The List

Blood Sport

The Georgetown-Chinese Army basketball brawl is pretty tame compared to these five geopolitical ballgames that spilled over into off-field violence.

Update: On Feb. 1, 2012, more than 70 people were killed in fighting between rival groups of soccer fans during a match in Port Said, Egypt. Organized Egyptian hooligan groups, known as Ultras, were heavily ivolved in the demonstrations against Hosni Mubarak's regime, clashing with police and often turning peaceful demonstrations violent. 

In August, 2011, FP looked back at some of the notable occasions when political violence has spilled over onto athletic playing fields.

The Blood in the Water Game

Water polo, a wildly popular sport throughout Eastern Europe, is already a pretty rough game. Throw in a bitter Cold War rivalry and you have the makings of a literal bloodbath.

The 1956 Olympics in Melbourne, Australia, took place just days after Soviet forces invaded Hungary to brutally suppress an anti-communist revolution. Several European countries boycotted the games to protest the Soviets' actions. Things came to a head in a semifinal water polo match between Hungary and the Soviet Union, which turned into one of the roughest games in Olympic history.

Players were expelled throughout the game for illegal headlocks, holds, and punches. Late in the match, star Hungarian forward Ervin Zador was sucker-punched by the Soviet player guarding him and was pulled from the pool with a bleeding cut below his eye. Australian police were called in to prevent the heavily pro-Hungarian crowd from rioting.

The Hungarians won the game 4-0 and went on to defeat Yugoslavia for the gold medal. But nearly half of the country's 100-member Olympic delegation defected rather than return home to communism.      

The Football War

The 1969 conflict between Honduras and El Salvador, made famous by Ryszard Kapuscinski's book, The Soccer War, had its roots in conditions that existed long before the two countries took the field for a fateful series of World Cup qualifying matches in June of that year.

After decades of heavy immigration, Salvadorans accounted for about 20 percent of Honduras' peasant population by 1967. Spurred by local resentment, the Honduran government passed a land reform law displacing thousands of Salvadorans.

With tensions high, the two countries met for the first match in Tegucigalpa, the capital of Honduras. The night before, Honduran fans had surrounded the hotel where the Salvadoran players were staying, keeping them awake throwing stones and firecrackers. El Salvador lost the game 1-0, prompting the suicide of a young Salvadoran fan. Her funeral became a national event, attended by the president.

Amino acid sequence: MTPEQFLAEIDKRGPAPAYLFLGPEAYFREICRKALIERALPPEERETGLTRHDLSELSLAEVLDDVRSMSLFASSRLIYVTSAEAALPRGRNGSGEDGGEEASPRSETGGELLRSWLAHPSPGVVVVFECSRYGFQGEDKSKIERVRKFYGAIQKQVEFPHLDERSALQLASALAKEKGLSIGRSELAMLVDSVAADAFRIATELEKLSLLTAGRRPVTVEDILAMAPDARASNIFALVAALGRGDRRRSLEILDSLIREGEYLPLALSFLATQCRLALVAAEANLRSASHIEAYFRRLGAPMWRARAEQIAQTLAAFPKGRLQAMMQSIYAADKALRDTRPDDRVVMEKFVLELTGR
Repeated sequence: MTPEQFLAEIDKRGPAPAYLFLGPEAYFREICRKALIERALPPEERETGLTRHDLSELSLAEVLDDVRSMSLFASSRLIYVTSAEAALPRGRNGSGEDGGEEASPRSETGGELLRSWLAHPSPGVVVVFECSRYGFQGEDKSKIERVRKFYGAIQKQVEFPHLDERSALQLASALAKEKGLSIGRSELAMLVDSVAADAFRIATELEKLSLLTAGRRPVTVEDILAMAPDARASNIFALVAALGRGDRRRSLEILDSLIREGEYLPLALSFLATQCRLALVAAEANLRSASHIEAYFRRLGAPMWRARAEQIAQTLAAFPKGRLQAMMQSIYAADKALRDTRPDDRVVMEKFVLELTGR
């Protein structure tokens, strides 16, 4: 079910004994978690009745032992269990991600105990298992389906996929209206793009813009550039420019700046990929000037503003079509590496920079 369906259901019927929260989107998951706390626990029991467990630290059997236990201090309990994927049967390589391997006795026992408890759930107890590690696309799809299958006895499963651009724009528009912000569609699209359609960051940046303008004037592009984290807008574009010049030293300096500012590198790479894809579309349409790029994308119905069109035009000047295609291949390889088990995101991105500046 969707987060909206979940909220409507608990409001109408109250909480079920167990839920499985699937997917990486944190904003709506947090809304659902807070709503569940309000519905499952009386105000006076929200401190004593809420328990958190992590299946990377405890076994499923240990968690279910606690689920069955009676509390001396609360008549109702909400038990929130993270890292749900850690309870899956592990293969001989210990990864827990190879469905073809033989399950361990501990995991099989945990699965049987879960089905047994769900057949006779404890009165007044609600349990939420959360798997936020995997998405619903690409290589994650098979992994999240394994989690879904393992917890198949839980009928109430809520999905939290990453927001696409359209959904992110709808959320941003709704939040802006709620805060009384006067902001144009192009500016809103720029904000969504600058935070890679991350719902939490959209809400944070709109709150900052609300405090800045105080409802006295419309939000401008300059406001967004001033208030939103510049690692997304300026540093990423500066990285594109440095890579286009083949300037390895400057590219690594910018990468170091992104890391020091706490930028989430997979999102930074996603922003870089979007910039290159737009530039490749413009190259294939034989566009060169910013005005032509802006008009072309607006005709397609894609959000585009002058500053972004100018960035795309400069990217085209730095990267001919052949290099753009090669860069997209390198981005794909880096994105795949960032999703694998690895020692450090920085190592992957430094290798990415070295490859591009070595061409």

At the return match, held one week later in El Salvador, the home fans' rage was so intense that Honduran players had to be taken to the stadium in armored cars. Instead of a Honduran flag, the Salvadorans raised a dirty dish towel on the flagpole. The home team won that one 3-0. A tiebreaker was held in Mexico City with both countries' fans separated by 5,000 baton-wielding Mexican police. El Salvador won the game 3-2, and hours later severed diplomatic relations with Honduras. Two weeks later, Salvadoran planes began bombing Tegucigalpa. The war ended four days later with a ceasefire arranged by the Organization of American States.

The Old Firm

One of the world's bitterest sports rivalries, known collectively as the "Old Firm" because of the cash raked in by the team's owners thanks to the rabid enmity of their fans, involves the two biggest Scottish soccer clubs, Celtic and Rangers. Of course, the rivalry is much bigger than football, or even Scotland for that matter. Celtic supporters tend to be Irish Catholics while Rangers are supported by Protestants -- making the regular meetings between the two teams a kind of proxy battle for the Northern Ireland conflict. Irish tri-colors and British Union Jacks are far more common at Old Firm games than Scottish flags.

Violence has been a part of the rivalry since at least 1909, when fans, upset that a replay match had ended in a draw, proceeded to tear seats from the stadium and set turnstile booths on fire. In 1980, following a Scottish Cup final won 1-0 by Celtic, both sides' fans met on the pitch and began a massive brawl that had to be broken up by police on horseback. The fight led to the banning of alcohol at Scottish soccer matches.

In an infamous 1999 game, fans threw projectiles at players and invaded the field following a controversial foul call. Some have accused the teams' owners of pandering to the most violent elements of their fan base to generate controversy and interest.

Dinamo Zagreb-Red Star Belgrade Riot